One reason we have step/lane was that enough good teachers had to suffer under enough bad principals to allow unions to find a place, demanding step/lane pay grids to neutralize the favoritism that was perceived to exist. Not necessarily in our district, but the problem was widespread enough to get the teachers organized.

      So if we want to ask the teachers to try something different, they need to have confidence that the new methodology is accurate and fair, and they won't be returning to what they feel was the bad old days. It will be tough to have an accurate and fair system if the administrators don't have the appropriate time to make it so.

    2. Paul, my own experience is different to yours. I have seen multiple situations where one person is responsible for 20-30 (or more) professional people. Generally, the more professional, the more people. I guess that makes some sense -- the more professional you are, the less supervision you need.

      I've also never myself been in a situation where I didn't write my own performance review. Edited, of course, by management, based on their observations and feedback by peers. I've seen managers who spend too much time wordsmithing reviews, and managers who haven't changed a thing.

      Given that teachers are generally highly professional people, I don't see any issue with a principal being responsible for 20-30 teacher evaluations. The issue I believe is that none of these people have had to do this before so they are easily put off by organizations like OEA that are very vocally against performance-based pay and evaluations, and easily swayed to it being a "difficult" task.

      Sorry, but if you can teach a classroom of kids, writing a performance review is a walk in the park!

    3. Although these are two sides of the same coin, supervision and evaluation are two different things. I expect that few of us in the private sector have had to deal with a government mandated evaluation rubric like OTES.

      Lots of folks, including me, have cried out for a movement from step/lane compensation systems for the public sector (it's not just schools) to one where compensation is tied to individual effectiveness. The repeal of SB5 put that to an end that movement for now, but OTES survived by being buried in the state budget.

      OTES might be movement toward different kinds of compensation systems, but first we have to see if it works, and can be trusted. That's going to take a substantial investment of time for all parties - there is no free lunch.

    4. Paul,

      The interesting thing is that most teachers (particularly younger teachers) I know actually support the idea of merit pay. The problem is always in the details of implementation.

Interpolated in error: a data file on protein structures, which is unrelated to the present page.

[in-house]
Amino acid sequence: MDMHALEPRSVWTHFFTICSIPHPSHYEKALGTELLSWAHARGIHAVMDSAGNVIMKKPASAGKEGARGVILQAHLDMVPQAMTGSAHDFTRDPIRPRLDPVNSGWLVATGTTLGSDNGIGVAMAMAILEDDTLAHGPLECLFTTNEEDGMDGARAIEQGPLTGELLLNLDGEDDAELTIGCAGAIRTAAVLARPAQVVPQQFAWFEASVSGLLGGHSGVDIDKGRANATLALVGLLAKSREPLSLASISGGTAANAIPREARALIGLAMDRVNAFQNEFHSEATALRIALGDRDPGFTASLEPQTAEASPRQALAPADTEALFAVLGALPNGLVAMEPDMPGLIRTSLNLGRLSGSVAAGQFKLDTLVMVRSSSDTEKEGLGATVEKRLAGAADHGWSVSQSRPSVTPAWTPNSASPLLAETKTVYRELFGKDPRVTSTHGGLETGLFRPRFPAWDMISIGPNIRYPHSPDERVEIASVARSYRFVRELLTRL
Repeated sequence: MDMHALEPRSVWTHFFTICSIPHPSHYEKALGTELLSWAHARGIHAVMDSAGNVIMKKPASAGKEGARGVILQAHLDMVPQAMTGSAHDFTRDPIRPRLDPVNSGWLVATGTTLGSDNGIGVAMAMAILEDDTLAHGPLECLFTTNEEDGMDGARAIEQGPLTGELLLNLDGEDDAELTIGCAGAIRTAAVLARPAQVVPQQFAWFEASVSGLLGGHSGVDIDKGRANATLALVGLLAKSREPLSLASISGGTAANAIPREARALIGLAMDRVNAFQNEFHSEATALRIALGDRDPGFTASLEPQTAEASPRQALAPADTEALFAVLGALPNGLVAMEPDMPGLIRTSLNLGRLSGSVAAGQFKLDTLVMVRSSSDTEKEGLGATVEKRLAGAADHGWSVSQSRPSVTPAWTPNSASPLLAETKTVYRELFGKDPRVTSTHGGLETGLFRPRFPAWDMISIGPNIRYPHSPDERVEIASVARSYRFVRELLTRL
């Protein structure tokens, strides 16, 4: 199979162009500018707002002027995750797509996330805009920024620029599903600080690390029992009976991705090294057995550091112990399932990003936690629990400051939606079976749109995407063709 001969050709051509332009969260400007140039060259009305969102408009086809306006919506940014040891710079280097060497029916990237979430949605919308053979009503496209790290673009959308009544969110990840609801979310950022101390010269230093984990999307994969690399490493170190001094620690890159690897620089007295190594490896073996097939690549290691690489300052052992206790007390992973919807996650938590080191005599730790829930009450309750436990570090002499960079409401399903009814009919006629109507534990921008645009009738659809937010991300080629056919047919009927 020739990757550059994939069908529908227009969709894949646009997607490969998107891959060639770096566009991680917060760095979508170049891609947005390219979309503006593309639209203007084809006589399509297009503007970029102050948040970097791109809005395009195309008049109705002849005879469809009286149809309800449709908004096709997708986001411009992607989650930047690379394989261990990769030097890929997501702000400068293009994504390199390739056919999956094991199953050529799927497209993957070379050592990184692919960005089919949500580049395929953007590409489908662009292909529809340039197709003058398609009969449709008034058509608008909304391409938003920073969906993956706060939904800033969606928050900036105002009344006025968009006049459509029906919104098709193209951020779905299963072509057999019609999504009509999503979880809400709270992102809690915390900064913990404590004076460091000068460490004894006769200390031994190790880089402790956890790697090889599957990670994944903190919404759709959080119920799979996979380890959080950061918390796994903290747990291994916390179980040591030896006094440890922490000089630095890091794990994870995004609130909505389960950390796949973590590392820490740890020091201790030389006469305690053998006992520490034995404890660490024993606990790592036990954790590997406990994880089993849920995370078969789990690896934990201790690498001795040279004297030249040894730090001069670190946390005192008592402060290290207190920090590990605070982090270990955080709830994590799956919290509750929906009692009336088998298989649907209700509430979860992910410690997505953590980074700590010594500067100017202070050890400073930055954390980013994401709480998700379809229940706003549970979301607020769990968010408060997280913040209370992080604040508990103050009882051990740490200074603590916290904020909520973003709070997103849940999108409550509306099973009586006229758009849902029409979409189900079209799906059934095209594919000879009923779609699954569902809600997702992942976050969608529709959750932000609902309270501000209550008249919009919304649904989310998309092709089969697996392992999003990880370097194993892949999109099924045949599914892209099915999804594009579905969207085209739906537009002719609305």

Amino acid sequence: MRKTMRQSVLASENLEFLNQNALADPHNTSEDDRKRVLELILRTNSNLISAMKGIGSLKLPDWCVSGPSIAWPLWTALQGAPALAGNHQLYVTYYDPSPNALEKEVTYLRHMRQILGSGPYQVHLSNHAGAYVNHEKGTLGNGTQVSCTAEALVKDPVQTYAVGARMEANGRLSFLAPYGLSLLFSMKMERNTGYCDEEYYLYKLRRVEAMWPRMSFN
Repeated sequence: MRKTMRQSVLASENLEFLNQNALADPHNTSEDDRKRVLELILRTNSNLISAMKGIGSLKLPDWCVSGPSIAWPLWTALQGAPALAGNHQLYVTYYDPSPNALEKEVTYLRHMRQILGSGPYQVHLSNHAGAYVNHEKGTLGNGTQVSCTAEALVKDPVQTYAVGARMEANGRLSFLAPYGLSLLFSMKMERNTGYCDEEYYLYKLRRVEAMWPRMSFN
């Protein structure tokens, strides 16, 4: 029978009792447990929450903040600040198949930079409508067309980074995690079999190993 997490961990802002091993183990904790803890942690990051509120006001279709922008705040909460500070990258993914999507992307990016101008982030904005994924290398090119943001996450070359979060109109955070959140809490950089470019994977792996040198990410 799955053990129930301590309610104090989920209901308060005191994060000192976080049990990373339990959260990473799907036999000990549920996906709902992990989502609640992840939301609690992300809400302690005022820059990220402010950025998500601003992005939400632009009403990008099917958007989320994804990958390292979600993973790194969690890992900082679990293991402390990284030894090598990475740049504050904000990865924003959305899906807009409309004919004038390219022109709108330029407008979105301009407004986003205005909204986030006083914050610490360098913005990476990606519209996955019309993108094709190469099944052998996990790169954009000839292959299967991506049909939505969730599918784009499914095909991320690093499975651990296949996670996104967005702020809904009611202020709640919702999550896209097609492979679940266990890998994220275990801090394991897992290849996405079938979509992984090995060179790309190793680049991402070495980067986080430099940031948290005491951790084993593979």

We now have a state government (that has no clue when it comes to education) imposing a system mandating a certain percent of a teacher evaluation comes from test scores, when all research AND the testing companies themselves say there is no connection between scores and ability. Then they also throw in extensive requirements for observation from the principal. Low and behold, not long after, they back off on their demands after starting to see the light that things aren't workable as they demanded.

      I think you absolutely NAILED it when you talk about good teachers suffering under bad principals/administration. Unless there is solid trust there (and that is completely missing in most cases I see), combined with a proper evaluation system, merit pay is almost a non-starter and teachers, even those in favor of the concept, are given reason to dig in their heels and stick with their old system. It may not be good, but they know they won't be screwed over.... and I've seen a fair number of teachers with EXTREMELY strong performance reviews - including Master Teacher status (NOT an easy thing to get, and something that requires you voluntarily submit yourself to much more rigorous evaluations) - get screwed over by administration in favoritism games. That Master Teacher applied for a full time role (up from part time) and the very administration that granted him that designation passed him over for a new hire, claiming that he wasn't qualified for the role (despite all necessary certifications AND having a positive review in that exact role in a part time position). Instead, they hired a friend of the principal with -zero- experience in the role and no evaluations to go on.

      THAT sort of behavior breeds mistrust and prevents merit pay from taking hold.

      On the other hand, my private-sector employer has, like most large firms, a bit of a hybrid system. You get an evaluation, and based on your evaluation, experience, and position, you get paid $x. You get the equivalent of step increases every year, but the amount is dependent upon where you are in the pay scale and your evaluation. Because employees generally trust the system, it works.

      Interestingly, SB5 would have made such a system illegal in Ohio for teachers, as experience still was used as a factor.